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The Day I Learned I Was Twice Exceptional

I recently started reading a book called, “To Be Gifted and Learning Disabled.” This book talks about students, as well as adults, who have both a disability — the main examples are learning disabilities, autism, ADHD, and generalized anxiety disorder (GAD) — and traits of giftness, high intelligence, or talents. However, there are certainly other disabilities and health (mental or physical) challenges that can make someone fall into this category.

I sought out this specific book suspecting that I may be considered 2e, or twice exceptional. As I read on, I learned that I am indeed twice exceptional. Learning that there are names for what I experience certainly helps me understand my own mind and world better.

How do I know I am 2e?

I am twice exceptional because of the unique combination of my gifts and my challenges.

I will start with the disabilities.  I have struggled with undiagnosed ADHD, auditory processing disorder (a learning disability), as well as OCD, generalized anxiety disorder, and mild sensory processing disorder since childhood. These disabilities have been with me forever, despite receiving diagnoses as an adult.

The reason in which these disabilities were diagnosed so late, not until both college and the workforce, is because of my traits of giftedness that mask them. For some individuals, their giftedness masks their disability, while others may have their disability masking their giftedness.

I am gifted in the sense that I have a “superior” verbal IQ (with the my full scale IQ being “average”). I have always been interested in books and writing, with a strong imagination. As a child, I would sometimes play pretend by myself, writing stories in my mind. As a teenager and adult, I have taken to creative writing. I use my imagination everyday as I create poems, novels, and short stories in my graduate creative writing program, also known as a Master of Fine Arts.

Essentially, as a child I would struggle greatly with math and science, as well as staying focused on tasks that were either challenging or boring to me. However, as I said before, I had a rich inner world.

I also struggled, and still do struggle, with listening. This is because of not only attention issues, but auditory processing issues. As an adult, I acquired more mental health issues, such as PTSD or bipolar, making concentration and engaging in conversation even harder.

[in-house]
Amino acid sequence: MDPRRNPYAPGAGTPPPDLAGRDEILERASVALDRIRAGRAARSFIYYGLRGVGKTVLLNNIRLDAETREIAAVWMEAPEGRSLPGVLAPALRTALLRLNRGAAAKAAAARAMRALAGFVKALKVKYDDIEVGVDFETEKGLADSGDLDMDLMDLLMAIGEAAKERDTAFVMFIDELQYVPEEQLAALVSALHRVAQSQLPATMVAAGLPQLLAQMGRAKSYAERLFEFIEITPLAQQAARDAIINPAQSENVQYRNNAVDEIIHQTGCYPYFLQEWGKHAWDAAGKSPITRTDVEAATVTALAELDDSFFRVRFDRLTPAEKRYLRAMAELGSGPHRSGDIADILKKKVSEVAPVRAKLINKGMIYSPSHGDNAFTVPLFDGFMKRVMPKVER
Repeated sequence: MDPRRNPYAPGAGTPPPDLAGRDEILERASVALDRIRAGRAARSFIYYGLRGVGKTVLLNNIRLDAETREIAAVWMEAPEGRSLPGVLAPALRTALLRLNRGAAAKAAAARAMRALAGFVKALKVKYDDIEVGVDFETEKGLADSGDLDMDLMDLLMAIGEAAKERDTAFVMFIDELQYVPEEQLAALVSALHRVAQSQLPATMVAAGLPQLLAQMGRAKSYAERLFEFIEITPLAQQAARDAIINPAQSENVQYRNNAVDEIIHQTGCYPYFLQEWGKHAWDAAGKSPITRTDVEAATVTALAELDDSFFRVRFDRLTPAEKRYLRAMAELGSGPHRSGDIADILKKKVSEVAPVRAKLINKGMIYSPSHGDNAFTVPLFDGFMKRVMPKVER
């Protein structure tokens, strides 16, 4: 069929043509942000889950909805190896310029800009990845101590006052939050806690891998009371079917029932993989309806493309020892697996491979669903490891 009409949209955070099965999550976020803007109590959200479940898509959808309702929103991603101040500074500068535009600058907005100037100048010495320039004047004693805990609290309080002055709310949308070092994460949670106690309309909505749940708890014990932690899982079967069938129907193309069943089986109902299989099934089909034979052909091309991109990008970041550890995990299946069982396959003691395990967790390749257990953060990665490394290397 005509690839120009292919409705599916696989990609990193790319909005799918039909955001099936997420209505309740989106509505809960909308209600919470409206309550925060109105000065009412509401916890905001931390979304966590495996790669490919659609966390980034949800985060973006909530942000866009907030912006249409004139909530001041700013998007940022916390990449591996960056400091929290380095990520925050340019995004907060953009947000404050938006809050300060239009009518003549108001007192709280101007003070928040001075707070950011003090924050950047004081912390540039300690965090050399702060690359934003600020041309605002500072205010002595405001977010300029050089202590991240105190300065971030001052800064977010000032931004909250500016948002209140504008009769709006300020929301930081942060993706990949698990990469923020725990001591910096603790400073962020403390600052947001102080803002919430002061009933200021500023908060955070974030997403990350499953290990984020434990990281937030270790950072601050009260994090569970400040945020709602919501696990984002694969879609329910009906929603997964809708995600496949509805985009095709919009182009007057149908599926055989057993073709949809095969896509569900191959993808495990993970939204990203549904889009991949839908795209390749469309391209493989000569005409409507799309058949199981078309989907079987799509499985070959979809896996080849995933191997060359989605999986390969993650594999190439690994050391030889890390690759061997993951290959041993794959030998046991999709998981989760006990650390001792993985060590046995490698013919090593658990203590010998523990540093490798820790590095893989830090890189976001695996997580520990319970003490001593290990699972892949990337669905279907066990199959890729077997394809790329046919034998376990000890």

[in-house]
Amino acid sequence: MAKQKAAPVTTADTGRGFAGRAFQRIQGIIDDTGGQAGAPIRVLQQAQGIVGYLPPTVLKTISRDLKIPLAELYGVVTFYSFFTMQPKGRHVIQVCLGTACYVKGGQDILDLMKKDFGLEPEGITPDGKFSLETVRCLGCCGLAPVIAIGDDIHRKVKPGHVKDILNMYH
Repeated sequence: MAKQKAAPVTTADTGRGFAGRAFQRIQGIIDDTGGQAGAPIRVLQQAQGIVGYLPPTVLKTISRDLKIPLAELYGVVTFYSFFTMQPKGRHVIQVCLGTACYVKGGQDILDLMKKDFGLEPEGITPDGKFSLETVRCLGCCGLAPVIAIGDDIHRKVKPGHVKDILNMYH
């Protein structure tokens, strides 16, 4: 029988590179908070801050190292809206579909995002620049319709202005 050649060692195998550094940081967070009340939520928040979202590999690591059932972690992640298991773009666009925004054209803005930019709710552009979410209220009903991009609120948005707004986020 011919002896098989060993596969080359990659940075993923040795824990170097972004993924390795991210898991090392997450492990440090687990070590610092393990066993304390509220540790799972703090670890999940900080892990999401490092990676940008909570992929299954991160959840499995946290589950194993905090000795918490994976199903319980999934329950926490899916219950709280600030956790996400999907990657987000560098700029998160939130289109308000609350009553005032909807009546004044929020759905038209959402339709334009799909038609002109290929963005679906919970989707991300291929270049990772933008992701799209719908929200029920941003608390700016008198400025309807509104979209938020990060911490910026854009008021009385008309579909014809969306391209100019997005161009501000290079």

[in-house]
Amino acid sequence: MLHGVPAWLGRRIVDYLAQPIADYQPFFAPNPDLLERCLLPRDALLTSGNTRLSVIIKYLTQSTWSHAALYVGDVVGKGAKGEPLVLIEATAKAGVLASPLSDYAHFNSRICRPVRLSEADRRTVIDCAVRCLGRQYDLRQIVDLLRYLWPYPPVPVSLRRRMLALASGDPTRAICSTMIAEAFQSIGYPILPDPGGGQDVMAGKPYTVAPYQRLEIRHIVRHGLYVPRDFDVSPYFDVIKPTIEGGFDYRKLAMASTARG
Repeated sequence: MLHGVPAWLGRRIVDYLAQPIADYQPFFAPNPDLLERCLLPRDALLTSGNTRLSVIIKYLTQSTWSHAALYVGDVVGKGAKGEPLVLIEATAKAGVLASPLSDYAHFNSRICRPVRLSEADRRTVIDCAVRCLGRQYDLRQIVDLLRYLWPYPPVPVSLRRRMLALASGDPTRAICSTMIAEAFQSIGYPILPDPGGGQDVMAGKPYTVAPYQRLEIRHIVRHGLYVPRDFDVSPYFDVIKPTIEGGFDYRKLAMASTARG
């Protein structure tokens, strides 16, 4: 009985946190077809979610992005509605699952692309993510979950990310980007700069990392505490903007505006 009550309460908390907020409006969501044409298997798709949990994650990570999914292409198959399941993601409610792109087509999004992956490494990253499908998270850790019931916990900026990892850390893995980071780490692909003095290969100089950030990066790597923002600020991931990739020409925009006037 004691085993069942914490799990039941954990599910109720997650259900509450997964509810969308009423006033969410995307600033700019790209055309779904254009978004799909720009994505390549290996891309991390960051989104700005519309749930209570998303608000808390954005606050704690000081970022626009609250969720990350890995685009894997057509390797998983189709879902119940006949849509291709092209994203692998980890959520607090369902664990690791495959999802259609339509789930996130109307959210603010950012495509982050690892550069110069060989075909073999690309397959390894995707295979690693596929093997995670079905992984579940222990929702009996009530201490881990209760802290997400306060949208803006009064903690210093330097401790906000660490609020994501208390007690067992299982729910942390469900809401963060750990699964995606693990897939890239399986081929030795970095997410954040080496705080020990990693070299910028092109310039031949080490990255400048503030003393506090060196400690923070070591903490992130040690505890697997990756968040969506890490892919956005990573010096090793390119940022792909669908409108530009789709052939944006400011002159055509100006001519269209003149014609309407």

I am hardly able to calculate a tip at a restaurant without pulling out the calculator on my phone. I don’t watch much TV, as I struggle to listen and focus. I have to stay active in order to keep my mind moving, or in other moments, slow it down. However, I have the gift of creating characters from the inner workings of my brain, an ability to create beautiful similes and metaphors, amidst character dialogue.

I may have done poorly on math standardized tests and spanish and french listening tests when I was younger (I even failed my freshman college math class the first time) because of my auditory processing issues or my struggles with numbers (this can sometimes indicate another learning disability, called dyscalculia, a math disability. I do not have that as an official diagnosis, but I certainly do have traits), but today none of that matters because I know I can bank on my ability to write and communicate, as well as use my vast imagination.

I made it through elementary school and high school with good grades (I lived in another country for middle school and didn’t do as well then). However, this doesn’t cancel out the fact that it took me longer than my peers to tell time and count money, or even tie my shoes. Perhaps these delays were a part of my premature birth, or maybe they are simply part of my learning and sensory challenges.

My disabilities may have also been disguised because I have the inattentive type of ADHD. In other words, I was rarely hyperactive in class, with the exception of getting in trouble for talking. Often girls with inattentive type ADHD go under the radar, as do twice exceptional kids, who grow up to be twice exceptional adults, wondering how they made it this far and what exactly is off about them.

I am happy to know this about myself, for I continuously strive in work, school, and social settings, to do my best, despite the challenges that I have. I also use my gift of writing, imagination, and creativity, to feel good about myself and succeed in all settings I am a part of.

Whether or not you relate to the concept of being “twice exceptional,” everyone I feel has a talent, regardless of if they are disabled in other ways or neurotypical. The term twice exceptional explains my entire childhood, as well as my present struggles with ADHD, Auditory processing disorder, Sensory processing disorder, OCD, and other mental illnesses. It also explains the fact that I’ve always felt a little different and out of sorts in school, despite being a typical ‘good student.’

I recommend this book to anyone who wants to learn more or possibly relates, or has a twice exceptional child. I also recommend nurturing your gifts, for I feel everyone has something they can do well or feel passionate about.

Photo credit: NiseriN/Getty Images

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